Discover the Top Fitness & Nutrition Updates from April
The Factor Wellness Report is your one-stop shop to learn about everything that happened in the world of health and fitness over the past month. Explore the topics below to learn about the most newsworthy wellness stories from the month of April! Also, be sure to read “our take” after each story for an expert breakdown of each topic provided by the Factor dietitian team.
One in Five Deaths Worldwide Linked to Unhealthy Diet
A global study published in the Lancet medical journal found that 11 million deaths around the world in 2017 were linked to poor diet. The leading dietary risk factors were diets lacking nuts, seeds, milk and whole grains. They also found that many diets were high in sugary drinks and processed foods, which contributed to heart disease, cancer and diabetes. Most importantly, the researchers found that the strongest correlation was associated with not eating enough healthy foods rather than eating too many unhealthy foods.
Wondering what this means? It shows what many of us expected all along – nutrition matters! While the study can show correlation and not necessarily causation, the information it found is definitely worth taking into account. One of the biggest takeaways from this article is the importance of maintaining a balanced diet. Focus on including fiber and limiting processed foods.
Even a Low Intake of Red and Processed Meat May Raise the Risk of Death
A new study suggests that even a small amount of red meat consumption could pose health risks. This study looked into the effects of even small intakes of red meat on health compared to diets with no red or processed meats. The researchers used data from the Adventist Health Study. Many Adventists are vegetarian or eat very minimal amounts of meat (2 ounces or less of red meat per day). They concluded that even a small amount of red or processed meat had adverse effects on cardiovascular health.
This observational study is again purely correlation, not causation as many other factors could play into the results. The study noted that those who consumed the highest amount of red meat were less educated, less physically active, had a higher prevalence of smoking and alcohol use and had a slightly higher BMI. They also had lower intakes of cruciferous vegetables, fruits, nuts and seeds, whole grains and legumes. Again, while relevant, this study is only a small part of the bigger picture when it comes to your personal health and fitness.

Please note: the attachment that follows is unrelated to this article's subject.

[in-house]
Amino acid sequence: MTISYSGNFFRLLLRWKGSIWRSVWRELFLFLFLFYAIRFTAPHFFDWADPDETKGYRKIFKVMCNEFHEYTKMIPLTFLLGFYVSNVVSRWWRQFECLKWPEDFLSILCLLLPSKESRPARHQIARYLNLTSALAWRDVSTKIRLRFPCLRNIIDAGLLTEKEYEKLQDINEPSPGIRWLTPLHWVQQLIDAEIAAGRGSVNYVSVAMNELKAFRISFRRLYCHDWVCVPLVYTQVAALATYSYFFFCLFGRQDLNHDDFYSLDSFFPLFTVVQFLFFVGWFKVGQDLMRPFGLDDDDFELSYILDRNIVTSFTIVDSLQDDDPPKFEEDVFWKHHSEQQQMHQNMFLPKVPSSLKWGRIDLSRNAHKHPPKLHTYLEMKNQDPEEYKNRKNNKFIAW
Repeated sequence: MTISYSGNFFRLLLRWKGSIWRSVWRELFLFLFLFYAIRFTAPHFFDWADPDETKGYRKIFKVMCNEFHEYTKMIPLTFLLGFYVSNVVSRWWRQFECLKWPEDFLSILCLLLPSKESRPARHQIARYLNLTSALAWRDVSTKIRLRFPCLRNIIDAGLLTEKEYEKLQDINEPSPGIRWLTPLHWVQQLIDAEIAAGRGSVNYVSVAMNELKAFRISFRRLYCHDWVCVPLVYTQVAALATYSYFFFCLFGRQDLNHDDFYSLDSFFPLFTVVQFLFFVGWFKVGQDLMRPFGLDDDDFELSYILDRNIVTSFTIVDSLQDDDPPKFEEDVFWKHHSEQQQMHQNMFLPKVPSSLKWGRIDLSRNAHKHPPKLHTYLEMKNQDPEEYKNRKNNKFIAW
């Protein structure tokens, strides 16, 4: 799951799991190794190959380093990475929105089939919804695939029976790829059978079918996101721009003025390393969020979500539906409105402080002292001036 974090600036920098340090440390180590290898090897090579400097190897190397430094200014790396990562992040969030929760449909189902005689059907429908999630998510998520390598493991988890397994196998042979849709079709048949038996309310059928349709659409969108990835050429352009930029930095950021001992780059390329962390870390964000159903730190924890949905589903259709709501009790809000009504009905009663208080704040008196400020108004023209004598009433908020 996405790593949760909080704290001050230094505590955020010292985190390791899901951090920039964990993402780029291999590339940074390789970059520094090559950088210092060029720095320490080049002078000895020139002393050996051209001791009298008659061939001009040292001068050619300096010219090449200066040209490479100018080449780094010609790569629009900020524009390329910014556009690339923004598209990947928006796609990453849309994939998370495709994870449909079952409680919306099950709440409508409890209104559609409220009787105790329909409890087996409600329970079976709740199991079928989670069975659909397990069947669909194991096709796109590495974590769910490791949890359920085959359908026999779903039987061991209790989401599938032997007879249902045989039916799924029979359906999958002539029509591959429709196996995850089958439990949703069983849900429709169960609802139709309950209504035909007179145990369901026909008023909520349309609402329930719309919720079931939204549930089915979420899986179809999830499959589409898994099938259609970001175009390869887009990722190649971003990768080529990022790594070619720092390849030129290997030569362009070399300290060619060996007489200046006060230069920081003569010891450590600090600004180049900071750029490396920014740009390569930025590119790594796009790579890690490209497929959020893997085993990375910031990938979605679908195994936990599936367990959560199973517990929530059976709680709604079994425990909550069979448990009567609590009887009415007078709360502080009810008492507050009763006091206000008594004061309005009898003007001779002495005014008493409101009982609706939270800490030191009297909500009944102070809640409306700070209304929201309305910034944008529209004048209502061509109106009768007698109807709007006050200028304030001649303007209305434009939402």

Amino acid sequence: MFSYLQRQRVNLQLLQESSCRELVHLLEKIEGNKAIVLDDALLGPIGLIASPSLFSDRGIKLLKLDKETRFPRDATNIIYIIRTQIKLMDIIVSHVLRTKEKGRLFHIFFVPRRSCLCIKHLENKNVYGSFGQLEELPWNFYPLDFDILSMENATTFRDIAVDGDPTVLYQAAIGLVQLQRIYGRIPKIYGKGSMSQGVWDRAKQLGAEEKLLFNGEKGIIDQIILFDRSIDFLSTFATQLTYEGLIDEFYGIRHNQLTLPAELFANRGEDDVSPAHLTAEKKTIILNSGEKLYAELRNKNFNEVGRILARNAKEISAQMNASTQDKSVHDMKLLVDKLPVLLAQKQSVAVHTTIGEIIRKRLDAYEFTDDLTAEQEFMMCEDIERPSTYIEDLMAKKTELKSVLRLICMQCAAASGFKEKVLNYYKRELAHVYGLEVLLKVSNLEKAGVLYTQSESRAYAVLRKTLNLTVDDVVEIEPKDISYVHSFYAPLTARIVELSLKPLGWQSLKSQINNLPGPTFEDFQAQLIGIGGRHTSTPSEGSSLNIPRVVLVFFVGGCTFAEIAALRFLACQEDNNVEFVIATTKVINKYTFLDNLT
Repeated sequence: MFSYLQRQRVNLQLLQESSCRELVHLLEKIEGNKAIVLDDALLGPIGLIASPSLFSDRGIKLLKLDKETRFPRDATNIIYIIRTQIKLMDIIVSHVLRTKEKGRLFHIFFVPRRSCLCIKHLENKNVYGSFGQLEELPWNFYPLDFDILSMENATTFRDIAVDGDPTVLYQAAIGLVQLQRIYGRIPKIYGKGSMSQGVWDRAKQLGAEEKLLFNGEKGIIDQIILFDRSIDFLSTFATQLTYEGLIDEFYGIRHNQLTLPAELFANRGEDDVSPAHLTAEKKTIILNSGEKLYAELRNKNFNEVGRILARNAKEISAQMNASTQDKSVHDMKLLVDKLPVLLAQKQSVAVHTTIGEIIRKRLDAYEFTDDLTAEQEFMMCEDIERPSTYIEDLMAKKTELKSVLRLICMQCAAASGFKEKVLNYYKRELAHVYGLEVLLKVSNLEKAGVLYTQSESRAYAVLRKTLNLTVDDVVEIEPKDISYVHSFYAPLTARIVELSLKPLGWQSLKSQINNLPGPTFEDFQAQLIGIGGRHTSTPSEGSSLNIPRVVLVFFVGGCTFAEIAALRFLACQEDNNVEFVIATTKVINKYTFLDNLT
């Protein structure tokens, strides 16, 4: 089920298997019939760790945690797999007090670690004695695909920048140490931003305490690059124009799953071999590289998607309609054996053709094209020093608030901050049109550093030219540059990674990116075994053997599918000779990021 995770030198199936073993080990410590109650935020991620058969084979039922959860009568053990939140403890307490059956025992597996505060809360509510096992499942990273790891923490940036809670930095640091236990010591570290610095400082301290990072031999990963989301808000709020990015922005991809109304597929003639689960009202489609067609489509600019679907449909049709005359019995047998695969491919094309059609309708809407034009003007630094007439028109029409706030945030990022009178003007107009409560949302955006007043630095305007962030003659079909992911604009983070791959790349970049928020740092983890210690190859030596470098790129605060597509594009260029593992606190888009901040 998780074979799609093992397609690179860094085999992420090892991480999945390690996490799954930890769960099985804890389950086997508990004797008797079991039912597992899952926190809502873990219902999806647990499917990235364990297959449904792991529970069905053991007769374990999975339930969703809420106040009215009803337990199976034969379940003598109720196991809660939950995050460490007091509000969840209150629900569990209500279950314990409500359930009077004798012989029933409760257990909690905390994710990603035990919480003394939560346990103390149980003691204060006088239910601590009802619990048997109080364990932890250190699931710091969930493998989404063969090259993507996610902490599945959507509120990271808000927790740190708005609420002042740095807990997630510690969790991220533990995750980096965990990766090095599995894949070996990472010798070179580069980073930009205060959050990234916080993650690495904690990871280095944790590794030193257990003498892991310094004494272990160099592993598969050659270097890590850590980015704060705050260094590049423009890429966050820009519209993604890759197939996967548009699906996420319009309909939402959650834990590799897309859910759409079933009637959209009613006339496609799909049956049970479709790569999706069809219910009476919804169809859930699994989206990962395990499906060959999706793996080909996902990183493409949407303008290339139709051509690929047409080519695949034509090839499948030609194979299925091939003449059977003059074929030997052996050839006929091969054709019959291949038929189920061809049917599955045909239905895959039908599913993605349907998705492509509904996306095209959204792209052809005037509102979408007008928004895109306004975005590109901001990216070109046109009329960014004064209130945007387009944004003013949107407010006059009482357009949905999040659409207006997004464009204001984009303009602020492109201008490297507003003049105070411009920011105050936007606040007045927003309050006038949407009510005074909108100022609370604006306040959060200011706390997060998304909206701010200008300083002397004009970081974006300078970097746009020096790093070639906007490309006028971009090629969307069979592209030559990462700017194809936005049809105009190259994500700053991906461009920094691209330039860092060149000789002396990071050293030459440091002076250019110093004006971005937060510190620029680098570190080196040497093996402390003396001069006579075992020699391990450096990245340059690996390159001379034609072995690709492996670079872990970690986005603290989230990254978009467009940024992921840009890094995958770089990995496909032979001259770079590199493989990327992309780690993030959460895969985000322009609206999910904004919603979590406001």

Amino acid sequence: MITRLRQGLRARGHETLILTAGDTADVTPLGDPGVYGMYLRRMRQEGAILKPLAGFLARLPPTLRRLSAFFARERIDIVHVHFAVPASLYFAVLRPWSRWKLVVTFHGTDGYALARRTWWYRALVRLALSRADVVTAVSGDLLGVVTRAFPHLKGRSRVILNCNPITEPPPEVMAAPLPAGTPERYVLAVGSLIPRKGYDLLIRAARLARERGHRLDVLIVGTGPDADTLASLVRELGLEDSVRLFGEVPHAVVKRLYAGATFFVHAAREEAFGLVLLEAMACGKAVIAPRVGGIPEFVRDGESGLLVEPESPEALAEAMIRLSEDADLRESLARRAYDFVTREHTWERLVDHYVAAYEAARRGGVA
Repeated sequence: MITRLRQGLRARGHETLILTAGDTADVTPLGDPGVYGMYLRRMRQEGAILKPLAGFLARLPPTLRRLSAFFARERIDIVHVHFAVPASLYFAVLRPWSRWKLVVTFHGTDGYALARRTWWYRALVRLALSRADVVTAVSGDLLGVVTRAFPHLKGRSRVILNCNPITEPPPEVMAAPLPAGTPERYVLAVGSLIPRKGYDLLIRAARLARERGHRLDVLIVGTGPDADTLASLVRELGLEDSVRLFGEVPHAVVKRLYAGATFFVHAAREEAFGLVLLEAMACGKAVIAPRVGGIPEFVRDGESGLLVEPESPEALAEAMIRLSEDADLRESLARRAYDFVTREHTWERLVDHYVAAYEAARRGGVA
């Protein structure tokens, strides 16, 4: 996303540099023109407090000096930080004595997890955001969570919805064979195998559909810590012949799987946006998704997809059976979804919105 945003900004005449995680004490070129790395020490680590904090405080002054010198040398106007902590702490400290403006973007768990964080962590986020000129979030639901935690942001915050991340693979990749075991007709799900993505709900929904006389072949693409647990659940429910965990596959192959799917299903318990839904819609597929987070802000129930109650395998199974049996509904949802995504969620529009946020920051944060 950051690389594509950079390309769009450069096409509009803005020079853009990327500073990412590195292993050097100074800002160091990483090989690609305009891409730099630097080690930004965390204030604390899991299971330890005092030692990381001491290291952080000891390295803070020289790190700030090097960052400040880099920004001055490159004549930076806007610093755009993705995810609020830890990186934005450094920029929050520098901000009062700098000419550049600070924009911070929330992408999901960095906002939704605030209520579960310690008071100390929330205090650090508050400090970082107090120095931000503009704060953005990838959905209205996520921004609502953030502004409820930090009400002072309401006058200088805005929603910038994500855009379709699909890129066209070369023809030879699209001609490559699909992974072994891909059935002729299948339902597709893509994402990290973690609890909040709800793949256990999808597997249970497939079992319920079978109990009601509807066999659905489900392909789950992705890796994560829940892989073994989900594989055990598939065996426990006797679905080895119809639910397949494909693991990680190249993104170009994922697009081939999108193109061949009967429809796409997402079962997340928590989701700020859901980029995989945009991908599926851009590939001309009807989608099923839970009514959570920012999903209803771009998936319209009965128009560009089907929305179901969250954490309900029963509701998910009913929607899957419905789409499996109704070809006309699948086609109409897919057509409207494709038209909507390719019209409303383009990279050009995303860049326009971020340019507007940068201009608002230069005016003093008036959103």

Eggs for Breakfast Benefit Those with Diabetes
A recent study demonstrated that a high-fat, low-carb breakfast could be helpful for people with type 2 diabetes when it comes to controlling blood sugars throughout the day. When participants ate an omelet for breakfast, compared to oatmeal and fruit, they found it completely prevented the blood sugar spikes after breakfast and improved blood sugar stability throughout the day. Participants also noted that their hunger before meals and sweet cravings were lower than with the high carb breakfast. Overall, the study concluded that eating a low-carb and high-fat meal in the morning improved glycemic control throughout the day and could also reduce other diabetes complications.
Eating a breakfast comprised primarily of protein and fat is a great way to start the day for people with or without diabetes. Carbohydrates lack the satiety power of protein and fat, which makes them a less than ideal early morning meal. Even though this was a short study, it’s worth digging deeper into the findings. Especially if eating a low-carb breakfast could help with other complications. It’s well-established that high-carb foods without protein or fat cause a spike in blood sugar levels. So mitigating your carbohydrate intake in the morning may be a wise precaution.
Exercise is More Critical Than Diet to Maintain Weight Loss
When it comes to maintaining the weight you lost, a study found that exercise was more important than diet. The researchers looked into why so many people struggle to keep the weight off after losing it. Rather than chronically restricting calories, successful weight-loss maintainers incorporated high levels of physical activity into their day to remain in an energy balance. They found that this group was able to consume the same amount of calories as overweight or obese individuals without regaining the weight.
When it comes to losing weight, diet is critical. However, after successfully losing weight, adding exercise to a healthy diet creates a more efficient means of maintaining weight loss. Whether you choose to weight lift or take long walks, exercise will help you build lean body mass to keep the weight off long-term.
Factor Monthly Wellness Tip:
When it comes to nutrition, it can be difficult to keep up with all the latest discoveries and trends. At the end of the day, eating real, whole foods is your safest bet for maintaining overall health and wellness. Take note from the article published in the Lancet and focus on consuming healthy, nutrient-dense foods rather than only being concerned with eliminating unhealthy options. Consistently eating healthier foods will naturally lead to the elimination of less nutritious foods from your day-to-day eating habits.
Want to make meal prepping easier? Learn how Factor’s team of dietitians and gourmet chefs can help take the work out of meal prep!